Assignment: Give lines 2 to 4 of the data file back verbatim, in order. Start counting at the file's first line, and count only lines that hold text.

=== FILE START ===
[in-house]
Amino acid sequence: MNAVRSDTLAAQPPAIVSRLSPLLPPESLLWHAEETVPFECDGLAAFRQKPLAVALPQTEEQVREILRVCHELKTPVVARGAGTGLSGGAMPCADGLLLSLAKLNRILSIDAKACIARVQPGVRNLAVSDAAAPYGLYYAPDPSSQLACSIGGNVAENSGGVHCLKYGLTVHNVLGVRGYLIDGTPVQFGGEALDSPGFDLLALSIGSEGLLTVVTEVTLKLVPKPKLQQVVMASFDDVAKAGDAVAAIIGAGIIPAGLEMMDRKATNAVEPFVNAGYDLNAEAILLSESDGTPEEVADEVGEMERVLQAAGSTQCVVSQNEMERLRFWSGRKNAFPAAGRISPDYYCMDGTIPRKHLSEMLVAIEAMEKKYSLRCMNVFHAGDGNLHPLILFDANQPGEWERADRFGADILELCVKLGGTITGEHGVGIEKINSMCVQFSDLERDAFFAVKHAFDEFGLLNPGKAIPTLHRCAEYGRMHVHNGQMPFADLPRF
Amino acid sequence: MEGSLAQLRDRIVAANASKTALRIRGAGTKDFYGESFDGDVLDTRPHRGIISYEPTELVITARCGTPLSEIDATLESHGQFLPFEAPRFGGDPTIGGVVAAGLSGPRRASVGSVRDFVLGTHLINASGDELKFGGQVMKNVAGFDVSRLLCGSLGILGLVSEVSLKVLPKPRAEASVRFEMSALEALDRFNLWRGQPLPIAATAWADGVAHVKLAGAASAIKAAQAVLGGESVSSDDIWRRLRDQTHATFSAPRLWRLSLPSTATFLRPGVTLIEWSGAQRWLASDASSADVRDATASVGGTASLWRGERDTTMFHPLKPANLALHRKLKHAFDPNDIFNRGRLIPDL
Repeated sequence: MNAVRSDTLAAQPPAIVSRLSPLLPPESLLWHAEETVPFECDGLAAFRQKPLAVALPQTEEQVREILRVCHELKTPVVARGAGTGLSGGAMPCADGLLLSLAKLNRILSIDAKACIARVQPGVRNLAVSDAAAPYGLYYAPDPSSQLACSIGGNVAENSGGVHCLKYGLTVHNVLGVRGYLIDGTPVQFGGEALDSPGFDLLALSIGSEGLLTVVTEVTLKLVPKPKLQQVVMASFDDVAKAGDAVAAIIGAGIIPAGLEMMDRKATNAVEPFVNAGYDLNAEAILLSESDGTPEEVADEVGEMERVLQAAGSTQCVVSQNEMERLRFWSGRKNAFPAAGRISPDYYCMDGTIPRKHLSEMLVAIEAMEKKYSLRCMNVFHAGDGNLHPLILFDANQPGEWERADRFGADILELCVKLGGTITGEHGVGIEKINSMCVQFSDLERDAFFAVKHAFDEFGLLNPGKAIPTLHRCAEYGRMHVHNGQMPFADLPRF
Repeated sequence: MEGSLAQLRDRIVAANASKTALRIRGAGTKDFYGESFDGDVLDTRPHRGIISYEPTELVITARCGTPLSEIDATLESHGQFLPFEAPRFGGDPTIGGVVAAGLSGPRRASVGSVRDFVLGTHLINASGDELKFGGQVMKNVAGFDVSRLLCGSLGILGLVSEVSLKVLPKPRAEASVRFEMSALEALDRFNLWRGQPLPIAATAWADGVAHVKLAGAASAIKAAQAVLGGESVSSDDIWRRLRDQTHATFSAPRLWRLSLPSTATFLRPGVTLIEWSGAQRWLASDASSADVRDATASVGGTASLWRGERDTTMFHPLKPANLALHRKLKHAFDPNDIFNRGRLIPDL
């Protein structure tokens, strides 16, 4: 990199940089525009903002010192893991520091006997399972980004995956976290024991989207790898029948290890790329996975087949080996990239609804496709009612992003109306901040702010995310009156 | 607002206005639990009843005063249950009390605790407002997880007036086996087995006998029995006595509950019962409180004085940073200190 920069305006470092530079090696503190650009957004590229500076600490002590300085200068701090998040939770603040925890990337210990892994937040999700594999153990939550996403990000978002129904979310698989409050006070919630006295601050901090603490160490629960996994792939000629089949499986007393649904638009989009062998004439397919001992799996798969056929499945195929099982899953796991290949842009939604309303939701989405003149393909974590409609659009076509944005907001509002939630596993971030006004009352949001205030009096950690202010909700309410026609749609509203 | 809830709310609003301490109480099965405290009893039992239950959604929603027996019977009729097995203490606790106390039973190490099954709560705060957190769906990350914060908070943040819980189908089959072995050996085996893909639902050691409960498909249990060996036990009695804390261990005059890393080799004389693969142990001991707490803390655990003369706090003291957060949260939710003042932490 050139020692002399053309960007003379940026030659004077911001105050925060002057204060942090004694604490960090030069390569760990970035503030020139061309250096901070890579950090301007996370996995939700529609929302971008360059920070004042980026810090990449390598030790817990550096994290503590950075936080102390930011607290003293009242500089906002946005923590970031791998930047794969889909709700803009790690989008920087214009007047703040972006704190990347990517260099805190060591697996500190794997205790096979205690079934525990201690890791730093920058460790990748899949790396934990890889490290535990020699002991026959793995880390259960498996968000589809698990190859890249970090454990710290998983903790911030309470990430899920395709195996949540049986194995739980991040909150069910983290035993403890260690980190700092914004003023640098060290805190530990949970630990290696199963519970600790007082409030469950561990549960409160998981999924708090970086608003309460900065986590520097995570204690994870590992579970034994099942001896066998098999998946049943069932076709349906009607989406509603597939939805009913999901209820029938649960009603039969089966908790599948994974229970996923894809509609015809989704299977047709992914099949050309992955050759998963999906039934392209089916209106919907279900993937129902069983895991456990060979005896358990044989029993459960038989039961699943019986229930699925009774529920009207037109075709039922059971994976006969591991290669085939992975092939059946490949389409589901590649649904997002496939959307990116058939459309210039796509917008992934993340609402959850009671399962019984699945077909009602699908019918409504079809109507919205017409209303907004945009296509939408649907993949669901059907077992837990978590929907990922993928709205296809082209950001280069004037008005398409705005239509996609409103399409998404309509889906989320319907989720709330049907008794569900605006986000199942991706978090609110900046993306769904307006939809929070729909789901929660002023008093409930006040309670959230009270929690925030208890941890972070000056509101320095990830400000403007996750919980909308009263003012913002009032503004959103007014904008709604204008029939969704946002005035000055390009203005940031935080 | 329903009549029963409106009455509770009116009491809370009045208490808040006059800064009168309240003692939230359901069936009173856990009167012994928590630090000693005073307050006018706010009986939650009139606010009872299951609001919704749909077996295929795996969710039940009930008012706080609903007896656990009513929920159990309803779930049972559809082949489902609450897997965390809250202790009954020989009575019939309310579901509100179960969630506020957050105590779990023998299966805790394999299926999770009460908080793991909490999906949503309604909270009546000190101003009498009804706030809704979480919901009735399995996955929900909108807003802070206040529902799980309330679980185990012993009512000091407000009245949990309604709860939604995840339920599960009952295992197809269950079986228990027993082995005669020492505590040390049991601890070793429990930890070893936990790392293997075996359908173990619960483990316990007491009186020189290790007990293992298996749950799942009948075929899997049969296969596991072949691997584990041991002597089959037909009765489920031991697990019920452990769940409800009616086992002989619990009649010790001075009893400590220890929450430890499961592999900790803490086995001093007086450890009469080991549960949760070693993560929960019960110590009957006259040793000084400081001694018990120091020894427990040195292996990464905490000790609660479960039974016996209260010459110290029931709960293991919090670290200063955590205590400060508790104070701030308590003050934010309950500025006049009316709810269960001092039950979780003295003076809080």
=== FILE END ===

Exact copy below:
Amino acid sequence: MNAVRSDTLAAQPPAIVSRLSPLLPPESLLWHAEETVPFECDGLAAFRQKPLAVALPQTEEQVREILRVCHELKTPVVARGAGTGLSGGAMPCADGLLLSLAKLNRILSIDAKACIARVQPGVRNLAVSDAAAPYGLYYAPDPSSQLACSIGGNVAENSGGVHCLKYGLTVHNVLGVRGYLIDGTPVQFGGEALDSPGFDLLALSIGSEGLLTVVTEVTLKLVPKPKLQQVVMASFDDVAKAGDAVAAIIGAGIIPAGLEMMDRKATNAVEPFVNAGYDLNAEAILLSESDGTPEEVADEVGEMERVLQAAGSTQCVVSQNEMERLRFWSGRKNAFPAAGRISPDYYCMDGTIPRKHLSEMLVAIEAMEKKYSLRCMNVFHAGDGNLHPLILFDANQPGEWERADRFGADILELCVKLGGTITGEHGVGIEKINSMCVQFSDLERDAFFAVKHAFDEFGLLNPGKAIPTLHRCAEYGRMHVHNGQMPFADLPRF
Amino acid sequence: MEGSLAQLRDRIVAANASKTALRIRGAGTKDFYGESFDGDVLDTRPHRGIISYEPTELVITARCGTPLSEIDATLESHGQFLPFEAPRFGGDPTIGGVVAAGLSGPRRASVGSVRDFVLGTHLINASGDELKFGGQVMKNVAGFDVSRLLCGSLGILGLVSEVSLKVLPKPRAEASVRFEMSALEALDRFNLWRGQPLPIAATAWADGVAHVKLAGAASAIKAAQAVLGGESVSSDDIWRRLRDQTHATFSAPRLWRLSLPSTATFLRPGVTLIEWSGAQRWLASDASSADVRDATASVGGTASLWRGERDTTMFHPLKPANLALHRKLKHAFDPNDIFNRGRLIPDL
Repeated sequence: MNAVRSDTLAAQPPAIVSRLSPLLPPESLLWHAEETVPFECDGLAAFRQKPLAVALPQTEEQVREILRVCHELKTPVVARGAGTGLSGGAMPCADGLLLSLAKLNRILSIDAKACIARVQPGVRNLAVSDAAAPYGLYYAPDPSSQLACSIGGNVAENSGGVHCLKYGLTVHNVLGVRGYLIDGTPVQFGGEALDSPGFDLLALSIGSEGLLTVVTEVTLKLVPKPKLQQVVMASFDDVAKAGDAVAAIIGAGIIPAGLEMMDRKATNAVEPFVNAGYDLNAEAILLSESDGTPEEVADEVGEMERVLQAAGSTQCVVSQNEMERLRFWSGRKNAFPAAGRISPDYYCMDGTIPRKHLSEMLVAIEAMEKKYSLRCMNVFHAGDGNLHPLILFDANQPGEWERADRFGADILELCVKLGGTITGEHGVGIEKINSMCVQFSDLERDAFFAVKHAFDEFGLLNPGKAIPTLHRCAEYGRMHVHNGQMPFADLPRF